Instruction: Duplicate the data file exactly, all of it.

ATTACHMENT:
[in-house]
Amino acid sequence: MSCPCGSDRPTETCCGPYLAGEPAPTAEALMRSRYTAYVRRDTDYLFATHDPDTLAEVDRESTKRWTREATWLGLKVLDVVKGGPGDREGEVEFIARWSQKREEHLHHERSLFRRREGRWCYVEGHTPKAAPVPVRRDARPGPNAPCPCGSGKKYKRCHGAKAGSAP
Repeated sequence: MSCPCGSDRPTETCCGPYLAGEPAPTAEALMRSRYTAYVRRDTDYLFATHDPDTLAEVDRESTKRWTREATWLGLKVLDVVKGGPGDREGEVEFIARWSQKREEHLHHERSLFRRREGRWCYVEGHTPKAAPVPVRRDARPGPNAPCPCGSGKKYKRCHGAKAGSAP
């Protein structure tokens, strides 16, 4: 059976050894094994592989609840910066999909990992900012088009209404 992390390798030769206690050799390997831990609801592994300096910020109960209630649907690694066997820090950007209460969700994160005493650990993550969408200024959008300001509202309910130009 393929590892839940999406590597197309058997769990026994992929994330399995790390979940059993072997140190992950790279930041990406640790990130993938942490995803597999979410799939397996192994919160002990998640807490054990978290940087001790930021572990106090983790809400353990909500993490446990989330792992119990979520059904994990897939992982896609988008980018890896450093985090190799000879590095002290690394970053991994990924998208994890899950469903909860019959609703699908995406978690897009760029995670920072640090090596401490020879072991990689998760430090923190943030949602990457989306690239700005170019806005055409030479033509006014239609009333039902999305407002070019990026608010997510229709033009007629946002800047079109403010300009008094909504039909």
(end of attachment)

[in-house]
Amino acid sequence: MSCPCGSDRPTETCCGPYLAGEPAPTAEALMRSRYTAYVRRDTDYLFATHDPDTLAEVDRESTKRWTREATWLGLKVLDVVKGGPGDREGEVEFIARWSQKREEHLHHERSLFRRREGRWCYVEGHTPKAAPVPVRRDARPGPNAPCPCGSGKKYKRCHGAKAGSAP
Repeated sequence: MSCPCGSDRPTETCCGPYLAGEPAPTAEALMRSRYTAYVRRDTDYLFATHDPDTLAEVDRESTKRWTREATWLGLKVLDVVKGGPGDREGEVEFIARWSQKREEHLHHERSLFRRREGRWCYVEGHTPKAAPVPVRRDARPGPNAPCPCGSGKKYKRCHGAKAGSAP
């Protein structure tokens, strides 16, 4: 059976050894094994592989609840910066999909990992900012088009209404 992390390798030769206690050799390997831990609801592994300096910020109960209630649907690694066997820090950007209460969700994160005493650990993550969408200024959008300001509202309910130009 393929590892839940999406590597197309058997769990026994992929994330399995790390979940059993072997140190992950790279930041990406640790990130993938942490995803597999979410799939397996192994919160002990998640807490054990978290940087001790930021572990106090983790809400353990909500993490446990989330792992119990979520059904994990897939992982896609988008980018890896450093985090190799000879590095002290690394970053991994990924998208994890899950469903909860019959609703699908995406978690897009760029995670920072640090090596401490020879072991990689998760430090923190943030949602990457989306690239700005170019806005055409030479033509006014239609009333039902999305407002070019990026608010997510229709033009007629946002800047079109403010300009008094909504039909």